Jump to content

Tim Cook Defends Google Deal In Spite Of Apple’s Focus On Privacy


Recommended Posts

Tim Cook (Apple CEO) has defended his firm’s agreement with Google, in spite of his earlier criticism of the search behemoth for its inconsiderate attitude toward consumer data. The comments, which were aired as fraction of an interview on HBO on Axios, came in response to Cook being questioned why he was calm taking billions from Google to make it default search engine for Apple, in spite of wanting to defend consumer privacy.




To reply this question, Cook emphasized the privacy and security standards that Apple develops unswervingly into its Safari browser while still permitting its consumers access to “the most excellent” search engine.


”I believe Google’s search engine is the finest. Look at what we have done with the controls we have developed in. We include private Internet browsing,” Cook claimed. “We have intelligent tracker avoidance. What we have attempted to do is come up with methods to assist our consumers via their course of the day. It is not an ideal thing. I would be the very first individual to state that. But it goes a long way to assisting,” Cook added.


On a related note, Cook is likely to praise new privacy rules from Europe. In addition to this, he is expected to voice the firm’s support for sturdy laws in the United States and Europe to defend the employment of data. Cook will define Europe’s GDPR (General Data Protection Regulation) as an instance of how “good politics and policy will can join hands to defend everybody’s rights.”


Cook was also likely to support a widespread federal privacy rake in the United States. This is the most influential statement to date made by Apple. Concerns on how data is employed and how users can protect their personal data have come under the limelight lately following huge violations of data privacy comprising millions of social media and Internet consumers in the United States and Europe.


Apple has used its policy as a stick to beat on ad-driven companies like Facebook. “This is surveillance and these stockpiles of data serve only to make rich the companies that collect them,” Cook told the audience at an EU privacy conference in October. He added, “This should make us uncomfortable.” So it should probably make Cook a little uncomfortable to talk about the fact that Apple gets paid by Google to make its search engine the default on iOS devices. But when asked about it by Axios, he was relatively sanguine. Here’s his full comment on the matter:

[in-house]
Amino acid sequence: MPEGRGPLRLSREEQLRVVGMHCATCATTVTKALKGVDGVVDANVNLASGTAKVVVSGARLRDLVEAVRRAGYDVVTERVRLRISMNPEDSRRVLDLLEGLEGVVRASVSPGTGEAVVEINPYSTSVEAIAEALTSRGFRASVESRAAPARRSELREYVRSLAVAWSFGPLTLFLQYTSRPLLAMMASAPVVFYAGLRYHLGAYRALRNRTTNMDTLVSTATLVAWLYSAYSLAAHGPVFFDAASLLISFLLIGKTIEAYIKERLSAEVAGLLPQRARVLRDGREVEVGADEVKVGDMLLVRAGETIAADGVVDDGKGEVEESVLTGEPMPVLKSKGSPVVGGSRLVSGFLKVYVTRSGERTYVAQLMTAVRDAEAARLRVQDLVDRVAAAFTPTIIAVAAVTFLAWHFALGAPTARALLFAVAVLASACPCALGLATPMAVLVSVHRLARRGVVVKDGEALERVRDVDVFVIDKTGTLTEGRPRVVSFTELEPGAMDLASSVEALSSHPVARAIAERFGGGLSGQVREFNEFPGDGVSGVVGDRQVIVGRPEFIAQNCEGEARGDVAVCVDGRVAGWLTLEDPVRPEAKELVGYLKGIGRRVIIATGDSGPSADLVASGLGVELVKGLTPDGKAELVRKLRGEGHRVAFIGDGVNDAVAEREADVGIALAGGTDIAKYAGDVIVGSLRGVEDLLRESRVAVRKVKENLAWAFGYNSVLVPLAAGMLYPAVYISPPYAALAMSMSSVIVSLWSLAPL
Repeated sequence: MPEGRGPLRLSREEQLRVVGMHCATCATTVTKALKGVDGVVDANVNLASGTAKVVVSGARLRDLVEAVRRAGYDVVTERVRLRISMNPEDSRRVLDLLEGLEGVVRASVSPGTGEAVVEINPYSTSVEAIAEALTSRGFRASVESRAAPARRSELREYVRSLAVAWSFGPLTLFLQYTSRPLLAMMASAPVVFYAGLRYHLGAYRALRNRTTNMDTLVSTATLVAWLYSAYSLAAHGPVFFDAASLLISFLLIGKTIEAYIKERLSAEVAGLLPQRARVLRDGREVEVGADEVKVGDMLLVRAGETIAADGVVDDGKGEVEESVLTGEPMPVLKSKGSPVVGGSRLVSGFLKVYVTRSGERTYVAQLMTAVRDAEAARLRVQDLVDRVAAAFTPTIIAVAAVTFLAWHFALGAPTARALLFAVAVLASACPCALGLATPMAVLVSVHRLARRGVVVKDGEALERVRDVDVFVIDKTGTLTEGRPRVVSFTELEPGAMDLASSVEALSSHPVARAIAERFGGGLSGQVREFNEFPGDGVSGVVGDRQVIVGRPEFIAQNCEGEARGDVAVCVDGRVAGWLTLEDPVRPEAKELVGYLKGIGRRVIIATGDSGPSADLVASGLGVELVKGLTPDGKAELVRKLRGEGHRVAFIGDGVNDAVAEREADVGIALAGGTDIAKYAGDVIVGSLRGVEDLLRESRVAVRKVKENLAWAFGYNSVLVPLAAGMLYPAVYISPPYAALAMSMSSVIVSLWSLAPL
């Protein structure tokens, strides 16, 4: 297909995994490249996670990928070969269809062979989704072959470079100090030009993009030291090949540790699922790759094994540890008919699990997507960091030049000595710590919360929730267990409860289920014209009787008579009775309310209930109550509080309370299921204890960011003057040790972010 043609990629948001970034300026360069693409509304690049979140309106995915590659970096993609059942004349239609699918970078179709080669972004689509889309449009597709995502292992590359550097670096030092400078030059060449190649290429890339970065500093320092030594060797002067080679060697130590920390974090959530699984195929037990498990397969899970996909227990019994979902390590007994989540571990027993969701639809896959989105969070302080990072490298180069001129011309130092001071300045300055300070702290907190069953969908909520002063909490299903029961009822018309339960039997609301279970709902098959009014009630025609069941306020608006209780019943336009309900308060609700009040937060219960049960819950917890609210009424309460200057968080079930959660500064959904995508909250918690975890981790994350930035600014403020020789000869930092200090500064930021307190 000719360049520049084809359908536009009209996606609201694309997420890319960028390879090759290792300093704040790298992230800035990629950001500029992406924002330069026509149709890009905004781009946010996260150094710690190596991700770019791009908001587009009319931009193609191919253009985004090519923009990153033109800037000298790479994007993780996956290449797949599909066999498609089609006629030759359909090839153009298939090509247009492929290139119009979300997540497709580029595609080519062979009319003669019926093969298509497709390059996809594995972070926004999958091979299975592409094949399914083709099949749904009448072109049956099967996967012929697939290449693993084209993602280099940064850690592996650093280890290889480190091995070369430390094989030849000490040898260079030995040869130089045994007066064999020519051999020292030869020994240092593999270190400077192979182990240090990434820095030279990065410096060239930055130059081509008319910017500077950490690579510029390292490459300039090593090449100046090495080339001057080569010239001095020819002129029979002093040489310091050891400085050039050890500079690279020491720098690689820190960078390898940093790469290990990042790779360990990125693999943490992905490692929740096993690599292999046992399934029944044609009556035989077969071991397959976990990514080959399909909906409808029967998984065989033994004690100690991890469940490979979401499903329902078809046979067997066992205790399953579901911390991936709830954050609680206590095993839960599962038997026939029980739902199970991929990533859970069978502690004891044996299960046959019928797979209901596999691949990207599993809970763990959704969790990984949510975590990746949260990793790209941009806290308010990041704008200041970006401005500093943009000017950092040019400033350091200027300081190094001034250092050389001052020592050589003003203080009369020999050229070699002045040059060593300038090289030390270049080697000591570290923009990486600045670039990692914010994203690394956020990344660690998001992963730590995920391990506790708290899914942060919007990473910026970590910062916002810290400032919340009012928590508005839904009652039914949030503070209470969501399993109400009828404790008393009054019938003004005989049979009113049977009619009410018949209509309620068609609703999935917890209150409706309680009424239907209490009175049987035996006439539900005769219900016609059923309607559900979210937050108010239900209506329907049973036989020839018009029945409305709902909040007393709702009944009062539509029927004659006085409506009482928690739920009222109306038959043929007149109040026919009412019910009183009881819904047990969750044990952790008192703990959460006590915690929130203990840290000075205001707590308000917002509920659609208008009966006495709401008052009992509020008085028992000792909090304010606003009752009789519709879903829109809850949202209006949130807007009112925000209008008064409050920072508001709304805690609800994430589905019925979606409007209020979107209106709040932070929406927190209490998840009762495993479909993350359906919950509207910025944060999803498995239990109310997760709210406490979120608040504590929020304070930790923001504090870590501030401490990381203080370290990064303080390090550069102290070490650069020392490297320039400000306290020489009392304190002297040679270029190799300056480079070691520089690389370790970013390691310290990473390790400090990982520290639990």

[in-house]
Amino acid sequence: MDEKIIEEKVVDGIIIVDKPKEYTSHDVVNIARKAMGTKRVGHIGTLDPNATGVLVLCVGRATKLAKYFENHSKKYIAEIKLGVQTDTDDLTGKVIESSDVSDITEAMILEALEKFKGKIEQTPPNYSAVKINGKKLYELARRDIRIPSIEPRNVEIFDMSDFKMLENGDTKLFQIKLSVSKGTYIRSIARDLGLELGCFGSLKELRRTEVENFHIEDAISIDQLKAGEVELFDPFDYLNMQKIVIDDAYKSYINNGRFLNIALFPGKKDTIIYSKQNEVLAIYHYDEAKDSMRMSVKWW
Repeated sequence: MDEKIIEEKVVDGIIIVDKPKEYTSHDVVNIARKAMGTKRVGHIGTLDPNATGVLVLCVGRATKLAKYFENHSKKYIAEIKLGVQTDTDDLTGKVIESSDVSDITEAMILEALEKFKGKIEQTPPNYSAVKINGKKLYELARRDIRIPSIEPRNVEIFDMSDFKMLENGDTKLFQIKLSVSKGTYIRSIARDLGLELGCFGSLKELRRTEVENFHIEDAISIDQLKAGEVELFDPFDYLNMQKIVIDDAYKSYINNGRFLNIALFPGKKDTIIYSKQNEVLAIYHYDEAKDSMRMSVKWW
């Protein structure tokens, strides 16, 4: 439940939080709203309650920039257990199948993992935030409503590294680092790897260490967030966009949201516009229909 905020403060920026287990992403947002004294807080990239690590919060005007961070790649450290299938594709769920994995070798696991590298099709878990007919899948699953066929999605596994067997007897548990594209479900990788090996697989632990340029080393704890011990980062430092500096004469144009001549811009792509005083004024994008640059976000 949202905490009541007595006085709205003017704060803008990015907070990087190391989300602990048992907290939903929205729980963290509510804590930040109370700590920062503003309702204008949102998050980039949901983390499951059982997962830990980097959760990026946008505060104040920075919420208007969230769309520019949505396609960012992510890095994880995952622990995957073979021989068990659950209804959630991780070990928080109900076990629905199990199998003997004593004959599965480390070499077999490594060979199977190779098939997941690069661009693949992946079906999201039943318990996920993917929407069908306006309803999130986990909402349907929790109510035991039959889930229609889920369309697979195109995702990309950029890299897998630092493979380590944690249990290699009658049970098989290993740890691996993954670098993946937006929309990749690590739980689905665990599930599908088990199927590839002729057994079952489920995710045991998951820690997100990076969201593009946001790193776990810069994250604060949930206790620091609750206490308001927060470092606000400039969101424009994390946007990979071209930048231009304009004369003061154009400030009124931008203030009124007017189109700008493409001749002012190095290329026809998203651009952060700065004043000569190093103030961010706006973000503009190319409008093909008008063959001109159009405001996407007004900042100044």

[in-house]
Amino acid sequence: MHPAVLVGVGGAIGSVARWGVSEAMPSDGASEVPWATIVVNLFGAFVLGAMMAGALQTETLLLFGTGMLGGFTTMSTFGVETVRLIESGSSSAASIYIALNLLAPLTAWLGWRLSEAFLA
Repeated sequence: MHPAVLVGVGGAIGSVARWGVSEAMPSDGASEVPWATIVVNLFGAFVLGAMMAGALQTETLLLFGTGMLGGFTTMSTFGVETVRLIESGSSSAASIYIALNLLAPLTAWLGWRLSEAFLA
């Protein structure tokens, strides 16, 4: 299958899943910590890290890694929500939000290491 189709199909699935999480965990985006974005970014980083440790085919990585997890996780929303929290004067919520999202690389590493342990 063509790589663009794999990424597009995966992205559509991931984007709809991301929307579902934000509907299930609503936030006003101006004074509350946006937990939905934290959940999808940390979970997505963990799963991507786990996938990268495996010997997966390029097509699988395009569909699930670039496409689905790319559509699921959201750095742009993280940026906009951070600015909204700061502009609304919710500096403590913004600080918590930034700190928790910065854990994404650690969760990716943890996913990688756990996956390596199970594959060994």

One: I think their [Google’s] search engine is the best and that’s very important. But two: Look at what we’ve done with the controls we’ve built in. We have private web browsing. We have an intelligent tracker prevention. What we’ve tried to do is come up with ways to help our users through their course of the day. It is not a perfect thing. I’d be the very first person to say that. But it goes a long way to helping.


Private web browsing is fine and the intelligent tracker prevention in Safari helps users control whether cookies follow them around the web, although Google quickly found a workaround after the feature was announced. But Tim’s argument that Google is the browser of choice is difficult to argue with. Apple could set the default search engine to one that’s focused on privacy like DuckDuckGo, but that would be like selling a Bentley with fake leather seats—or at least that’s what Cook seems to be arguing. He did not specifically address the annual revenue Apple takes in from Google, but financial analysts estimate it lies between $3 billion and $9 billion.


DuckDuckGo could never pay Apple that kind of cash, and with growth in device sales slowing down, Apple is increasingly relying on services to create new opportunities. In the fourth quarter of 2018, Apple had $62.9 billion in revenue, $10 billion of which came from services like iCloud, Apple Music, and that lucrative deal with Google.


Should Apple be shamed over its hypocritical willingness to reap profits from a company it considers to be unethical? Sure. But this is just how Apple rolls. It makes some great decisions and some great devices. It also uses terrible labor practices for assembling those devices, opposes the right to repair, and contributes to untold amounts of e-waste. For now, it’s just lucky that so many other companies are so clearly much more evil on the surface. As for tech being evil, in general, Cook said, “Technology is good or evil, as you put it, depending upon the creator and many times it’s not that the creator set out to do evil it’s that there wasn’t an anticipation of these negative things that it could be used for.”


Sources : [Market News Press]  [Gizmodo]

  • Like 2
Link to comment
Share on other sites

Join the conversation

You can post now and register later. If you have an account, sign in now to post with your account.
Note: Your post will require moderator approval before it will be visible.

Reply to this topic...

×   Pasted as rich text.   Paste as plain text instead

  Only 75 emoji are allowed.

×   Your link has been automatically embedded.   Display as a link instead

×   Your previous content has been restored.   Clear editor

×   You cannot paste images directly. Upload or insert images from URL.


  • Recently Browsing   0 members

    No registered users viewing this page.

  • Create New...